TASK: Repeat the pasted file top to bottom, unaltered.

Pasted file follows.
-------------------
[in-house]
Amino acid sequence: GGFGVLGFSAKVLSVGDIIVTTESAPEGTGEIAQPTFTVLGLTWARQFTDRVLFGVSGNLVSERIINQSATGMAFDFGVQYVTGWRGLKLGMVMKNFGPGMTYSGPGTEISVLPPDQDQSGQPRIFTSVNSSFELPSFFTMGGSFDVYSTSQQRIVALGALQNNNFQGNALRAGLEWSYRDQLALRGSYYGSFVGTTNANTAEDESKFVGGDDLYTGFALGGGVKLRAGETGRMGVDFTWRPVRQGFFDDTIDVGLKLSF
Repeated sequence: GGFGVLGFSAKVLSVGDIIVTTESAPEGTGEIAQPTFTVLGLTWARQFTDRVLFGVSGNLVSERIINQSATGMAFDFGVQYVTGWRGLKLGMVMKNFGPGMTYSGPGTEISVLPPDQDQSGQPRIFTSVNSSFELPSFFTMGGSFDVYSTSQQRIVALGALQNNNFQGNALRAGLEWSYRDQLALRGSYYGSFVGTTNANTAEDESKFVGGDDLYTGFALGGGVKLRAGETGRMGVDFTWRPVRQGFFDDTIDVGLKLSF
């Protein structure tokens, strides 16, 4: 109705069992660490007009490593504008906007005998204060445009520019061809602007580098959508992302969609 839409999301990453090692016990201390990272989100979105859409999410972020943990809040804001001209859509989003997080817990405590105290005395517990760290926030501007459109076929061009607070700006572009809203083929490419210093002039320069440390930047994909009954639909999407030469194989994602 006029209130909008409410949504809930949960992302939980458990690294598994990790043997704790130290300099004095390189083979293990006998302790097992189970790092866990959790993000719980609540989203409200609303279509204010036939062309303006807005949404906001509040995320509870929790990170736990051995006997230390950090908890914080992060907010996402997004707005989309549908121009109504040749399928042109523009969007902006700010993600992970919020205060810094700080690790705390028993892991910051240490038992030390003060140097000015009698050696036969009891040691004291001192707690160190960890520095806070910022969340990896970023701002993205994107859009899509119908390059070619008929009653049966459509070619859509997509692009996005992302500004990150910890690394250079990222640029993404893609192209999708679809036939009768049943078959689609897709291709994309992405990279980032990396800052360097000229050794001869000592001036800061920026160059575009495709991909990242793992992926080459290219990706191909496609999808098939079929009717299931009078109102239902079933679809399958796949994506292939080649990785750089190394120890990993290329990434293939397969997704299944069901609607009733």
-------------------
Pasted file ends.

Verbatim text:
[in-house]
Amino acid sequence: GGFGVLGFSAKVLSVGDIIVTTESAPEGTGEIAQPTFTVLGLTWARQFTDRVLFGVSGNLVSERIINQSATGMAFDFGVQYVTGWRGLKLGMVMKNFGPGMTYSGPGTEISVLPPDQDQSGQPRIFTSVNSSFELPSFFTMGGSFDVYSTSQQRIVALGALQNNNFQGNALRAGLEWSYRDQLALRGSYYGSFVGTTNANTAEDESKFVGGDDLYTGFALGGGVKLRAGETGRMGVDFTWRPVRQGFFDDTIDVGLKLSF
Repeated sequence: GGFGVLGFSAKVLSVGDIIVTTESAPEGTGEIAQPTFTVLGLTWARQFTDRVLFGVSGNLVSERIINQSATGMAFDFGVQYVTGWRGLKLGMVMKNFGPGMTYSGPGTEISVLPPDQDQSGQPRIFTSVNSSFELPSFFTMGGSFDVYSTSQQRIVALGALQNNNFQGNALRAGLEWSYRDQLALRGSYYGSFVGTTNANTAEDESKFVGGDDLYTGFALGGGVKLRAGETGRMGVDFTWRPVRQGFFDDTIDVGLKLSF
């Protein structure tokens, strides 16, 4: 109705069992660490007009490593504008906007005998204060445009520019061809602007580098959508992302969609 839409999301990453090692016990201390990272989100979105859409999410972020943990809040804001001209859509989003997080817990405590105290005395517990760290926030501007459109076929061009607070700006572009809203083929490419210093002039320069440390930047994909009954639909999407030469194989994602 006029209130909008409410949504809930949960992302939980458990690294598994990790043997704790130290300099004095390189083979293990006998302790097992189970790092866990959790993000719980609540989203409200609303279509204010036939062309303006807005949404906001509040995320509870929790990170736990051995006997230390950090908890914080992060907010996402997004707005989309549908121009109504040749399928042109523009969007902006700010993600992970919020205060810094700080690790705390028993892991910051240490038992030390003060140097000015009698050696036969009891040691004291001192707690160190960890520095806070910022969340990896970023701002993205994107859009899509119908390059070619008929009653049966459509070619859509997509692009996005992302500004990150910890690394250079990222640029993404893609192209999708679809036939009768049943078959689609897709291709994309992405990279980032990396800052360097000229050794001869000592001036800061920026160059575009495709991909990242793992992926080459290219990706191909496609999808098939079929009717299931009078109102239902079933679809399958796949994506292939080649990785750089190394120890990993290329990434293939397969997704299944069901609607009733």